So many times one of my blogging buddies, or the reading public at large, raves about a certain YA historical, and I have the exact opposite reaction when I check it out. I often wonder if we read the same book! Probably a big reason I prefer YA historicals published outside of the U.S. is because those books focus more on the history instead of the teen experience. They also have a voice and style that speaks to people of all ages, instead of feeling intended only for teens.

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While I love MG historicals, and a select few YA historicals published in the U.S., I just feel like the current YA style doesn’t fit very well with traditional historical storytelling. I want to read about young people living through history, not young people who just happen to live in the past.

The extreme oversaturation of first-person in YA is also a roadblock for me. First-person absolutely can be done phenomenally well, but historical is a genre which traditionally works best with third-person omniscient for a reason. With so many YAs being first-person these days, the narrators start to run together after awhile. First-person voice also seems rather modern and too personal for historical.

As I’ve mentioned many times, there was no concept of adolescence until really the 20th century. There were children, and there were adults. Some adults were younger and less experienced, but they were still considered adults in the eyes of society. For example, many of the young wives in The Decameron are all of 13 or 14. It’s kind of hard to forcibly bend the story of a teenager 100+ years ago to have the same voice, experiences, and sensibilities as a teen of the modern era!

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Choosing a famous young adult as the protagonist also fails for me. Someone like Joan of Arc or Catherine Howard (one of Henry VIII’s wives) would’ve been seen as an adult by her society and era. (Side note: The cover of Katherine Longshore’s Gilt, the first in a series about the Tudor Court, uncannily resembles the cover of Madonna’s Erotica.)

Many historical writers do give characters somewhat more modern views and behavior than most people of that era had, to try to make them more relevant and relatable to modern audiences. However, I’ve seen a lot of recent YA historicals making characters way too modern (e.g., anachronistic slang, high-society débutantes having premarital sex with the stable boy, lecturing people about smoking, shacking up with a boyfriend of another race).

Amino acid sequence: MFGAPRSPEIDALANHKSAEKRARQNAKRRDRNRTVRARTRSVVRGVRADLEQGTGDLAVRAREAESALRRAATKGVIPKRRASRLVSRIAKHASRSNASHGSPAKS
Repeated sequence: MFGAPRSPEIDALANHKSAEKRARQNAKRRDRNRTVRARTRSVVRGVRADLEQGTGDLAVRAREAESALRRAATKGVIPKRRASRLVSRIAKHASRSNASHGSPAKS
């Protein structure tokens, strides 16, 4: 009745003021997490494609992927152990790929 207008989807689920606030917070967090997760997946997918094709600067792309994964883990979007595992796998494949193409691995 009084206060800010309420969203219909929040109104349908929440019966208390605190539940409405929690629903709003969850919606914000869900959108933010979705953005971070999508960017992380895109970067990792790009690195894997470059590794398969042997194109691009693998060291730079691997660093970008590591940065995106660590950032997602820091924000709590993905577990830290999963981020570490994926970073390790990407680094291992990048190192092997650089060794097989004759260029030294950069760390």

This leads to the Gossip Girl in period clothes style, like Jillian Larkin’s Flappers series and Anna Godbersen’s Luxe and Bright Young Things series. Any actual history is shallow window-dressing for stories that essentially read like contemporaries. These books also fail because they’re trying to play it both ways. Either you’re writing about teenagers having authentic teenage experiences, or you’re writing about younger adults having pretty normal experiences for their era.

Then we have laughably unrealistic nonsense like Judy Blundell’s What I Saw and How I Lied, where 15-year-old Evie sees nothing of risking her reputation by heavily making out with two legal adult men. She’s not scared of getting caught or things going too far and getting sent off to a Florence Crittenton home for unwed mothers!

Bottom line: I’m sick and tired of historicals featuring typical YA contemporary characters who just happen to be plunked into the past. I’m also tired of books with very adult situations being passed off as YA just because the characters are teenagers.

Why I’ve cooled on the NA marketing category

In loving memory of Curly Howard (Jerome Lester Horwitz), who passed away 65 years ago today.

Over the last almost six years in the writing blogosphere, I’ve met a number of New Adult writers. I regularly participated in a seemingly discontinued weekly Twitter chat. I regularly visited and commented at the now-inactive New Adult Alley blog. I did a group presentation about NA in my YA Lit class. This was definitely something I supported.

I’m far from the only person who’s cooled on the idea of NA as a category, as much as I once believed in its great potential. Some of these reasons include:

1. NA Alley has changed its Twitter handle to NextLit, in addition to discontinuing their weekly chat and no longer blogging.